I am also product of the GWOT in much of my experience, I just haven’t forgotten the older school stuff. I want to distill the best of all of it for the use of civilians in an SHTF environment. In conversation with Aaron this weekend referring to the danger of forum cliques emerging, I stated: “I won’t let the forum become a refuge for scoundrels.”

Live Hard.

Die Free.

Max

5 Comments

  1. sfsigo says:

    What zero are you using for your CRM class? 50 yards?

  2. Eric says:

    Hey You! Scoundrels!!

    [img]http://static.someecards.com/someecards/usercards/1339426725154_9146065.png[/img]

  3. Brian B. says:

    Max,
    As the father of the 15 yr. old you mentioned at the beginning of this article, I have to say thank you for a great weekend of training. My son and I learned so much that I almost feel I owe you more money!
    The training was top notch and was as good as or better than any of the infantry training I received in the late 1980’s.
    We WILL be back in the near future for the patrol class or maybe even to do the CRCD again. It was that good!
    Thanks again Max and Aaron.

  4. Barry (Florida) says:

    Hey Max,
    Good stuff this weekend! I hesitate to report my thoughts on your classes because it makes it more difficult to find openings in your class schedule for me! Good to get to know you and Aaron and allowing us to pick your brains and broad based experience. To those who may be considering training with Max Velocity Tactical I would say… DO IT! My training buddy and I collectively have a fair amount of training between us, with some renown trainers and can attest that MVT need not concede anything to them.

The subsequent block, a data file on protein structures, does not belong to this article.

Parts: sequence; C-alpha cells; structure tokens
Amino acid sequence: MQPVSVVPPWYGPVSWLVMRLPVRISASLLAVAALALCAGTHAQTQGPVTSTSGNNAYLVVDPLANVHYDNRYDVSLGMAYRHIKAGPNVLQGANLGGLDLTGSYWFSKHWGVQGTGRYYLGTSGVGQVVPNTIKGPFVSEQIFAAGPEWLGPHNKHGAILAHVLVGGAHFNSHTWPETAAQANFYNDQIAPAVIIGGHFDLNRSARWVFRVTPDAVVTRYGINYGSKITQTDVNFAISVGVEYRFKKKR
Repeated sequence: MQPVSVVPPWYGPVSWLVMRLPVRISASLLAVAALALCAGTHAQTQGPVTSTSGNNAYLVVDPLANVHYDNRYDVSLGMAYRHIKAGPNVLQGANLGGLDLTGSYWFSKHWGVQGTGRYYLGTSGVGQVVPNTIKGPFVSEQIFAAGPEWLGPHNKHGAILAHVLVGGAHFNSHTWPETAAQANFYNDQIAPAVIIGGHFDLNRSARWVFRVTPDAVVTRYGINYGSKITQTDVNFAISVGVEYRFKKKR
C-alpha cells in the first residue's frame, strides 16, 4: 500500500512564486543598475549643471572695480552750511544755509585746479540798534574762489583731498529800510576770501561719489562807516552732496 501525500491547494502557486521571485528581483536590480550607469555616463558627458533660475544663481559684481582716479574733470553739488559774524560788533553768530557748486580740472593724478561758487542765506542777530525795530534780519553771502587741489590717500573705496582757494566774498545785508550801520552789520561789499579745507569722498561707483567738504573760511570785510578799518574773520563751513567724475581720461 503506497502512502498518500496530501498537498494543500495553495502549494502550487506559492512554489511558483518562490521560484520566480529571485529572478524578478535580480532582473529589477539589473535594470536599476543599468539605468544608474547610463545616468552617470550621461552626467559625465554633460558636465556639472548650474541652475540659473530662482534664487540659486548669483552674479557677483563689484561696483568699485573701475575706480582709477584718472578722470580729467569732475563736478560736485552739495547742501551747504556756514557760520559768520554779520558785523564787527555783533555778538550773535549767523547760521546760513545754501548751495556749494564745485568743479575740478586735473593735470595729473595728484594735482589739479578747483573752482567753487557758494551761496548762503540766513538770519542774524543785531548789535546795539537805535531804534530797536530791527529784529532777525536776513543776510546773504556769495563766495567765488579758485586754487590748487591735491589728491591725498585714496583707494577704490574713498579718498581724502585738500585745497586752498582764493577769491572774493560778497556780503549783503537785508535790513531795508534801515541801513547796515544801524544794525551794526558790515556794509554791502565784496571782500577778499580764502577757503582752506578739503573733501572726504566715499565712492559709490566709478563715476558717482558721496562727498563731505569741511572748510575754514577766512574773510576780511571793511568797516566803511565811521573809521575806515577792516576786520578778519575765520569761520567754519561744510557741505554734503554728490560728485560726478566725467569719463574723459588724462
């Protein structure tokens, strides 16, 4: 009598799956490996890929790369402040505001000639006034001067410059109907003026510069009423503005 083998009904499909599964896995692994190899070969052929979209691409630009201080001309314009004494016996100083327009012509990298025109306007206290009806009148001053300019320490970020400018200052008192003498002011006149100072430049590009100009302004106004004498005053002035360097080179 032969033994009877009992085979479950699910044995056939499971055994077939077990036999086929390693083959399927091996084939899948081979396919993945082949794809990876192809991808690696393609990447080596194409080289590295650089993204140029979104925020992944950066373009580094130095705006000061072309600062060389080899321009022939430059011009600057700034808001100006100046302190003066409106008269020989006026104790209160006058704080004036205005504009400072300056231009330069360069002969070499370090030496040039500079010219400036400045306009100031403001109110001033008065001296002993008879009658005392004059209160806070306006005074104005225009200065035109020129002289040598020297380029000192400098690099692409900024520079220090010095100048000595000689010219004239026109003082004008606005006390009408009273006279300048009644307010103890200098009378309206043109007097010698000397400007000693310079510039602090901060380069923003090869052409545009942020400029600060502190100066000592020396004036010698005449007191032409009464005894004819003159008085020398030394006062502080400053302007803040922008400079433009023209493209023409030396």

Top shelf training in a real life environment, that challenges your preconceived paradigms on tactics, PT, gear and what you “think” you know, combine for a great value training experience. God willing, see you again soon Max!

  5. RobertR says:

    I just got settle from traveling Monday and wanted to comment here on the April 26 MVT CRCD class while still fresh in my mind. I’ll get right to the meat and potatoes.
    This was my first class with MVTactical and also meeting the man himself. It is evident that both Max and his AI, Aaron, have extensive experience in various theaters of war (read his bio). Given the inherent complexities of small unit tactics, Max does an excellent job teaching this and dovetailing it to the requirements of the smaller, “prepper” families and communities. This was not my first SUT class but what sets apart MVT’s curriculum from other classes I’ve attended is his qualifications to teach it. In fact “over qualified” might be an appropriate term here.
    He has love for this country and understands its Constitutional principles. I can tell this because he enjoys sharing his wealth of experience with us “civilians”. I would best describe him as British by birth but American by choice. That being said, I can see he still enjoys his “tea”.
    For those who didn’t make the class, we had a special guest speaker (name withheld out of respect for his privacy). It was an open forum on Nuclear, Chemical and Biological topics and the question/answer period was incredibly eye opening. Many, many internet myths were dispelled and all I can say is “wow”. Thanks again Max for providing us with that opportunity to speak to an expert.
    Whether it be societal collapse, natural/man-made disasters or roving hordes or cannibalistic San Franciscan bikers(?), everyone can benefit to be better prepared. But, get the proper training NOW, while you still can.